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Schnitzer v. Hackensack University Medical Center


July 21, 2009


On appeal from Superior Court of New Jersey, Law Division, Essex County, L-2157-05.

Per curiam.


Argued March 25, 2009

Before Judges Payne, Waugh and Ashrafi.

Plaintiffs Stephen Schnitzer and his wife, Jo Ann, appeal from a May 9, 2008 order approving the disbursement of expenses in the amount of $49,989.12, as set forth in the closing statement of the Schnitzers' attorneys, O'Connor, Parsons & Lane, LLC, incurred prior to settlement of the Schnitzers' medical malpractice case for the total sum of $1,100,000. They appeal, as well, from the trial judge's July 18, 2008 order denying reconsideration.

On appeal, plaintiffs present the following issues for review:

1. Did the court below err by failing to place fully the legal and factual reasons and factual findings for its decision upon the record below?

2. Was the decision below in error by paying medical expert witnesses who had no contract and brought no Quantum Meruit action below?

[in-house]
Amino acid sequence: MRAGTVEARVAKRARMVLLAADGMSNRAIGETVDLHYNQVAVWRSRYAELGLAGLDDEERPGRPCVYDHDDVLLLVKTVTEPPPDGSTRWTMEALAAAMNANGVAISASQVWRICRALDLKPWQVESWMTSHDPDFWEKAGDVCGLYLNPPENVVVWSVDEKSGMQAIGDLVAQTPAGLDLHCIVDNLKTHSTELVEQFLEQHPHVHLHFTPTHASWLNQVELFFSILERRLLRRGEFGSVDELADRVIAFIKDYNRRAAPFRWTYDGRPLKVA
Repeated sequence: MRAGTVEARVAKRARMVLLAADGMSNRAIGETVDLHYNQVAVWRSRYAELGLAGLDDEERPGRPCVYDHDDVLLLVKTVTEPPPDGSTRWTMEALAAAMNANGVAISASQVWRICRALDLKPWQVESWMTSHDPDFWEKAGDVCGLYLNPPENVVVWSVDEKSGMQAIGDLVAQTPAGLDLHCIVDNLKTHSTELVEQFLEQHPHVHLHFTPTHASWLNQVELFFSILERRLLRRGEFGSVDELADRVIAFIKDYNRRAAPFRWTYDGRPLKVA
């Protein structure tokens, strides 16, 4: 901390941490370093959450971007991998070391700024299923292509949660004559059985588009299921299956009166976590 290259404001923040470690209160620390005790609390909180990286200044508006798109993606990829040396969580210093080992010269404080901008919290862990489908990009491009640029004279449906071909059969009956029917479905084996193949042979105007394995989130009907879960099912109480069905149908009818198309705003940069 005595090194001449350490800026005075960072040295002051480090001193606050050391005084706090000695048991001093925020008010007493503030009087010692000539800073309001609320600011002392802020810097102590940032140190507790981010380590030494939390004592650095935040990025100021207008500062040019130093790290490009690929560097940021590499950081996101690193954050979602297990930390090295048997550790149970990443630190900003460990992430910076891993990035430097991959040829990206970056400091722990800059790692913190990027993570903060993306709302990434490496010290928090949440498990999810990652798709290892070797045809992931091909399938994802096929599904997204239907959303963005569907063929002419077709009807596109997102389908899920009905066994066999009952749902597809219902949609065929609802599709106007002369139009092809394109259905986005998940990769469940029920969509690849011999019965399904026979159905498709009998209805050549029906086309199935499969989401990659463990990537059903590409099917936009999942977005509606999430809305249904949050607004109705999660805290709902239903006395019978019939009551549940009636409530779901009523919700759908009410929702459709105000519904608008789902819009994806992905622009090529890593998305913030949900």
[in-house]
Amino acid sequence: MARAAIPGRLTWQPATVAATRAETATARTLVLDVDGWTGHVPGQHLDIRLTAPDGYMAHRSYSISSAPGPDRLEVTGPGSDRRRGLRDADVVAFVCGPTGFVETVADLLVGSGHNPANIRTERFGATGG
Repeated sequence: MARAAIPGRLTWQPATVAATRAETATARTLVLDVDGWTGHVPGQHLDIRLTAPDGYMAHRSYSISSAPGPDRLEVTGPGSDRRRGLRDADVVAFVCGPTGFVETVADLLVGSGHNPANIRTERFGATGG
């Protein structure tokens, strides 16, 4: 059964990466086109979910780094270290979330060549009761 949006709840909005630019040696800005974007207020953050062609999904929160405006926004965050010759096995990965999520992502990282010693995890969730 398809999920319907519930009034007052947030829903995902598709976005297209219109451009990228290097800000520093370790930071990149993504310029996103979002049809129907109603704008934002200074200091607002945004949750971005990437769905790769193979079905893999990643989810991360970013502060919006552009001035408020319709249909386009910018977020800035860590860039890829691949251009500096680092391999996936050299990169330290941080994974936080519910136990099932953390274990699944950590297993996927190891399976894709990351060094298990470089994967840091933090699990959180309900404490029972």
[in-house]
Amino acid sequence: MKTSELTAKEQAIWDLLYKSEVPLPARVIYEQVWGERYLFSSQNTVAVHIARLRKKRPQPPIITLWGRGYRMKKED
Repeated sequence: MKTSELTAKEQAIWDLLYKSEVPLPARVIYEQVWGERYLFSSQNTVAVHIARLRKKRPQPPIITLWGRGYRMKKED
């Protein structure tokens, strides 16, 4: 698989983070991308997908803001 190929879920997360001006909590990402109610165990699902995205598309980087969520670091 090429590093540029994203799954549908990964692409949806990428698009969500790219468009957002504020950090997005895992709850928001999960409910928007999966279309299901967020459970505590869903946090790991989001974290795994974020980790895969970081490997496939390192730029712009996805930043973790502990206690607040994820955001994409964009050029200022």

3. Are "standby" expert fees against public policy and not properly payable?

4. Was it a violation of R. 1:27-7(d) to allow a $1,500.00 deceptively stated "disbursement" payment to counsel for work done in his office at twice the rate charged by outside services with a profit?

Following our review of plaintiffs' arguments in light of the record on appeal and applicable precedent, we affirm.


In or around November 2004, Gerald B. O'Connor, then a member of the law firm of O'Connor & Demas, met with the Schnitzers to discuss replacing a New York firm as counsel to them in a medical malpractice action against Daniel Smith, M.D. and the Hackensack University Medical Center. An agreement was reached, and a retainer agreement was executed that conferred upon the firm of O'Connor & Demas "the exclusive right to take all legal steps to enforce the said claim either by way of suit or settlement." The retainer agreement further provided that, upon obtaining a recovery and deducting "[t]he amount of expenses paid by the firm," O'Connor & Demas would be entitled to a contingency fee based upon the net amount remaining. The agreement also included the following statement: